4 reasons why hackers attack the supply chain

supply chain hack

You’re a hacker ready to launch an attack. What do you target? 

  • A: A single person or company that’ll get you a sizeable reward, if the attack is successful?
  • B: A supply chain that could get you access to hundreds, if not thousands, of companies and their data, if the attack is successful?

Supply chain attacks increased 633%, by 88,000 instances, in 2022. And it’s easy to see why.

With this increased risk, it’s good to understand what supply chain hacks are, why they happen, and how to protect your business from them as much as possible. 

What are supply chain hacks?

A supply chain hack is a type of cyberattack that targets organisations by exploiting weak links in third-party software, hardware, or services. In these cases, you could have very strong cybersecurity defences but suffer an attack because a supplier’s software has a vulnerability they weren’t aware of. Hackers use this to access your networks and data undetected and cause damage. 

Because these attacks are through legitimate supplier software/hardware, they can be more difficult to spot and stop. In the high-profile SolarWinds attack, it took months for professionals to understand how cyber criminals were gaining unauthorised access to networks and data.  

Why hackers attack supply chains

1. Collateral damage

By accessing a company that provides software or services to other companies, hackers can harm multiple targets in one hit. Instead of putting effort into attacking one company, they could potentially impact hundreds, if not thousands. Take the recent Otka attack as an example. Otka has 14,000 customers, and in one five-day attack, hackers impacted 366 of them.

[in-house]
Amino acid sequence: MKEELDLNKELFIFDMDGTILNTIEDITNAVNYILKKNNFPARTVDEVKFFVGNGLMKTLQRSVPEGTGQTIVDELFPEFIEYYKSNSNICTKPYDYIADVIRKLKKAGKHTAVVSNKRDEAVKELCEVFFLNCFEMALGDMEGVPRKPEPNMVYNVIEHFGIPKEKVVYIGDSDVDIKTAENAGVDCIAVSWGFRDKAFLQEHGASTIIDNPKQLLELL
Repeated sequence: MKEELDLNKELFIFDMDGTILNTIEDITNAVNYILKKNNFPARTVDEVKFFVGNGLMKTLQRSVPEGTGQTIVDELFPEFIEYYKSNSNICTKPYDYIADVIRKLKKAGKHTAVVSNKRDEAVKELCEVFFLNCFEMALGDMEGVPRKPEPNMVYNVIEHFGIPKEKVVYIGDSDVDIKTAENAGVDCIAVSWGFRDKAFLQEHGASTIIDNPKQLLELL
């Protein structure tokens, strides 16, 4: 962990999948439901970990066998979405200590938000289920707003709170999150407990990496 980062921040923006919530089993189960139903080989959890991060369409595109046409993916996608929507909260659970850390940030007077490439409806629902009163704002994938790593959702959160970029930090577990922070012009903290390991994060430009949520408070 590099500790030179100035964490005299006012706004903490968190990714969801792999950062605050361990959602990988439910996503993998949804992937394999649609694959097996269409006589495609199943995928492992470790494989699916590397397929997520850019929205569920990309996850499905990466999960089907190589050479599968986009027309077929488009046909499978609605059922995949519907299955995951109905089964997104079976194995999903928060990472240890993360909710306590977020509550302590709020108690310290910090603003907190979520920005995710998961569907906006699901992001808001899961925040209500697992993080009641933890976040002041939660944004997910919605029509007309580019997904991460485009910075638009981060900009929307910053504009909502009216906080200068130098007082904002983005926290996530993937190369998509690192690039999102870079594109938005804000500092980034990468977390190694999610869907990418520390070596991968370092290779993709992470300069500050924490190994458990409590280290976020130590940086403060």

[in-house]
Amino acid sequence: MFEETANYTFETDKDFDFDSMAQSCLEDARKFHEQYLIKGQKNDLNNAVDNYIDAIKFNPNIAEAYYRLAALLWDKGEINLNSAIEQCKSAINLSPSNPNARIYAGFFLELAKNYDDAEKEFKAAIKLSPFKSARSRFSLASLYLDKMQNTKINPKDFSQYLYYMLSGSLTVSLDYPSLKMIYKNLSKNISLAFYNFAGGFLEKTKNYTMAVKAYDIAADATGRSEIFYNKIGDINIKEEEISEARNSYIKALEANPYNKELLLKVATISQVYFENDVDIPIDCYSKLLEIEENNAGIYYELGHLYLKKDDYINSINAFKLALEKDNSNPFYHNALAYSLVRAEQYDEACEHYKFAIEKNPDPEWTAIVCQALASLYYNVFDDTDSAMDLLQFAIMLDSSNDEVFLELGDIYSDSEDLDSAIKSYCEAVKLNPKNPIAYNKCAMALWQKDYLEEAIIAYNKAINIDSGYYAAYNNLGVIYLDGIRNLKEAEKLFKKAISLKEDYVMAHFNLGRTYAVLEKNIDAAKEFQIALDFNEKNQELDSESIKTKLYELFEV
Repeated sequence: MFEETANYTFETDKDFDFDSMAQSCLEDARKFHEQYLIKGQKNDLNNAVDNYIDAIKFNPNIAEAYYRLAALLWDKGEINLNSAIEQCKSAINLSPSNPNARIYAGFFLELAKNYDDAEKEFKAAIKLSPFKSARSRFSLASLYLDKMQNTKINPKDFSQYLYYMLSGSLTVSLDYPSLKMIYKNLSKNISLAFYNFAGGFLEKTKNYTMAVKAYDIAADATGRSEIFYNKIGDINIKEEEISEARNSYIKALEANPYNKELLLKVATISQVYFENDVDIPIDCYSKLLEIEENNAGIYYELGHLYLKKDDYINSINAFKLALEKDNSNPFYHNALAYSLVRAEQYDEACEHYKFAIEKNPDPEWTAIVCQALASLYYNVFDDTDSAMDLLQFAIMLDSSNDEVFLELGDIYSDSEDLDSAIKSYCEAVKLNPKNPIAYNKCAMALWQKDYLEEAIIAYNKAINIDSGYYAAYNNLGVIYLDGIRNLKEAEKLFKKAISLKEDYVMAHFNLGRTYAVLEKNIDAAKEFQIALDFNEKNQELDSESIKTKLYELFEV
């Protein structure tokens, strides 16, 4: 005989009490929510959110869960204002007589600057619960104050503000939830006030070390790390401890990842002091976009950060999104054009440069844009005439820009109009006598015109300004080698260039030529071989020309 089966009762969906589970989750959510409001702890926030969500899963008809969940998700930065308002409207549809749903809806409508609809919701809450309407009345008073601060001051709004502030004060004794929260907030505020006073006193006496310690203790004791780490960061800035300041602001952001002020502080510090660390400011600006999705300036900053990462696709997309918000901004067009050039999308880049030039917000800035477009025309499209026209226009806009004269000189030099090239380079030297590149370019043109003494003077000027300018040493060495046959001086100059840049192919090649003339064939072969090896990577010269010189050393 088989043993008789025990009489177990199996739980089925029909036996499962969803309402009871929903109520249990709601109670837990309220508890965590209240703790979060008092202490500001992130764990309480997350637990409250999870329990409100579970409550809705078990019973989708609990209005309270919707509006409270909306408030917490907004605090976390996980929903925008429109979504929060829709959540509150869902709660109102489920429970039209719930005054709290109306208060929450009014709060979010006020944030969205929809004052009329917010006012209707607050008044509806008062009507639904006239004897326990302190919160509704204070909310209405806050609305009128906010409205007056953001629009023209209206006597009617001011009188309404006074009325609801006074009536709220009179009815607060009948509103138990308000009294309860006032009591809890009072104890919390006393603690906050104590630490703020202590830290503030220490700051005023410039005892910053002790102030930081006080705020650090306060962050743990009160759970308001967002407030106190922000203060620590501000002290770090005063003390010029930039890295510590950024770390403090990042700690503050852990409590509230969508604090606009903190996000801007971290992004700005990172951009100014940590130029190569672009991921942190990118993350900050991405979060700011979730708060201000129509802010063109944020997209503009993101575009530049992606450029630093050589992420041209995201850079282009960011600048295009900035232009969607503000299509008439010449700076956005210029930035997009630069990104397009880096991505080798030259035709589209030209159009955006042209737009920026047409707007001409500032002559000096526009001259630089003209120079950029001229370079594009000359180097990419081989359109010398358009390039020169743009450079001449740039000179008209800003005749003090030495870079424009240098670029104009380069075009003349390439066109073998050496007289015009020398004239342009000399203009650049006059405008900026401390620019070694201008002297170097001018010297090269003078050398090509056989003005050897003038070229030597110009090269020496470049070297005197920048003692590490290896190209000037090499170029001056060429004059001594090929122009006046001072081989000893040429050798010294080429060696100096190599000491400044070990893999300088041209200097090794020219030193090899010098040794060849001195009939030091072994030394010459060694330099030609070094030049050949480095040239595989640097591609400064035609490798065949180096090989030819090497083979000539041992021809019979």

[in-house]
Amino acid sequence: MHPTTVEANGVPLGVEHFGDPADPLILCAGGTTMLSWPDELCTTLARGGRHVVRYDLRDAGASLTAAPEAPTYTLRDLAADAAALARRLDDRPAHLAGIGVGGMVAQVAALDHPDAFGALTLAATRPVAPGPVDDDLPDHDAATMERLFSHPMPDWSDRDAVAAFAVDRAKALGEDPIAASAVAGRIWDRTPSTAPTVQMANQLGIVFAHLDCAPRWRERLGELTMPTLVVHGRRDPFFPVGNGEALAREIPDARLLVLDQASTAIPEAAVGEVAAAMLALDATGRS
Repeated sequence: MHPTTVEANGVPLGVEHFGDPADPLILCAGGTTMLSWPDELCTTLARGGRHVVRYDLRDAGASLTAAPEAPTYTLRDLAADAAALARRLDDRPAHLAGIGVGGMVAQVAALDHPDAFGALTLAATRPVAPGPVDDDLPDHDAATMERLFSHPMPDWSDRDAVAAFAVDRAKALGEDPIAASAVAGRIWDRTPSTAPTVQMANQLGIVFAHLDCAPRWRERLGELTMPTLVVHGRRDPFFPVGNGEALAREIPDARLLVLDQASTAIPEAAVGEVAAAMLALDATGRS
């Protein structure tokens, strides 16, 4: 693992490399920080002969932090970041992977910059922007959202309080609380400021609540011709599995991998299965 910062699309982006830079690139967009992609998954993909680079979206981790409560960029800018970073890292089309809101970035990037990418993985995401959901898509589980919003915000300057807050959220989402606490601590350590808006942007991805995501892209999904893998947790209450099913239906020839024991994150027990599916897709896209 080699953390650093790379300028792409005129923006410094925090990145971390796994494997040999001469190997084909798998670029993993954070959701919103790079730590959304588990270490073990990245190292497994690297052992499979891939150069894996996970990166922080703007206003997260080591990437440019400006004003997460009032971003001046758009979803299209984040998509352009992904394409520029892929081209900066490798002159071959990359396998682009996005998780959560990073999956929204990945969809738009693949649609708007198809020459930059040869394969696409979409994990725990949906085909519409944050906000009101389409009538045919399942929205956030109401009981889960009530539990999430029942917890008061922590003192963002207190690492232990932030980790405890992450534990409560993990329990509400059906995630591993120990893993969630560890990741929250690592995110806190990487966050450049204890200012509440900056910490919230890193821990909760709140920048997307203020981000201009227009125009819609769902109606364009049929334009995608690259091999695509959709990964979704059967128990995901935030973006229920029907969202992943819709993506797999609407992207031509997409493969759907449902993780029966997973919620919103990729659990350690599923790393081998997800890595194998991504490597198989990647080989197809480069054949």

This kind of attack doesn’t just cause immediate damage like data loss. It also causes long-term reputational challenges for suppliers. As supply chains rely on trust, customers lose confidence in their suppliers’ abilities to protect themselves, and therefore their customers, from cyber threats. 

2. Kudos 

Hacking is a skill – albeit a dangerous one in the wrong hands. And hackers have egos. If one can successfully infiltrate supply chains, access customer data, install malware, etc., on a large scale and cause widespread damage, they can brag about it. The bigger the attack, the better. 

3. Financial gain

A supply chain is a perfect place for a hacker to compromise cash flow and payment systems between multiple companies to gain access to sensitive financial information. They can divert payments, demand ransom, and leak/sell sensitive data on a large scale. The more money they can make, the more worthwhile the hack is.

4. Disruption and theft

As is the case with other types of cyberattacks, supply chain hacks cause a lot of disruption. Because so much data is available for exploitation in supply chains, cybercriminals attack them to get hold of vast amounts of personal data, intellectual property, and confidential business information. This…

  • severely disrupts and even stops operations
  • causes financial losses
  • damages trust
  • injures brand reputation

Safeguard your business against supply chain hacks

Few companies take steps to formally review risks in their supply chains – around one in ten businesses review the risks posed by their immediate (13%) and wider suppliers (7%). 

You need to work with suppliers and feel confident that they work to the same high standards as you. Supply chain attacks pose a very real threat, but don’t let it get to you. 

There are some simple and affordable ways to give yourself (and make sure your suppliers have) a good amount of protection against threats. 

One way is to get a Cyber Essentials certification. This is a government-backed scheme to help businesses protect themselves in five core areas:

  • Secure configuration
  • Malware protection
  • Network firewalls
  • User access controls
  • Security update management

Applying the five principles to how you work can reduce your cyber risk by 98.5% and give you the confidence and understanding you need to speak to your suppliers about their security practices.

Want to know more about the threat posed by supply chain attacks and learn how to protect your business? Check out our new guide for everything you need to know.

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